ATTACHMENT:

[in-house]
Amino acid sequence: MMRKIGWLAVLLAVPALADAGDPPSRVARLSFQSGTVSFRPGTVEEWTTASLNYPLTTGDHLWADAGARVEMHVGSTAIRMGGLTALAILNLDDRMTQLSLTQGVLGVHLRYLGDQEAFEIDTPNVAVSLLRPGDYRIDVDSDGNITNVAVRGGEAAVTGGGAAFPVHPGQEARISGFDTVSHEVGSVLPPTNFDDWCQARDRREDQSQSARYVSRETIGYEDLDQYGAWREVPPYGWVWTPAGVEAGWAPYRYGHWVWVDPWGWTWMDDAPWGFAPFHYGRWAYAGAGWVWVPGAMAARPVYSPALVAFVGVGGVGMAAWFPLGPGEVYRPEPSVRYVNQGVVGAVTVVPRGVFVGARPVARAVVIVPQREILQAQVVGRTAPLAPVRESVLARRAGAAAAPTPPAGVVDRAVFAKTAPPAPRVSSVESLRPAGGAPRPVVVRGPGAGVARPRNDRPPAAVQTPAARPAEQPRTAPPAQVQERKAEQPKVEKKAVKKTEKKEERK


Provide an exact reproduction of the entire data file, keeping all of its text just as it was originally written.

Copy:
[in-house]
Amino acid sequence: MMRKIGWLAVLLAVPALADAGDPPSRVARLSFQSGTVSFRPGTVEEWTTASLNYPLTTGDHLWADAGARVEMHVGSTAIRMGGLTALAILNLDDRMTQLSLTQGVLGVHLRYLGDQEAFEIDTPNVAVSLLRPGDYRIDVDSDGNITNVAVRGGEAAVTGGGAAFPVHPGQEARISGFDTVSHEVGSVLPPTNFDDWCQARDRREDQSQSARYVSRETIGYEDLDQYGAWREVPPYGWVWTPAGVEAGWAPYRYGHWVWVDPWGWTWMDDAPWGFAPFHYGRWAYAGAGWVWVPGAMAARPVYSPALVAFVGVGGVGMAAWFPLGPGEVYRPEPSVRYVNQGVVGAVTVVPRGVFVGARPVARAVVIVPQREILQAQVVGRTAPLAPVRESVLARRAGAAAAPTPPAGVVDRAVFAKTAPPAPRVSSVESLRPAGGAPRPVVVRGPGAGVARPRNDRPPAAVQTPAARPAEQPRTAPPAQVQERKAEQPKVEKKAVKKTEKKEERK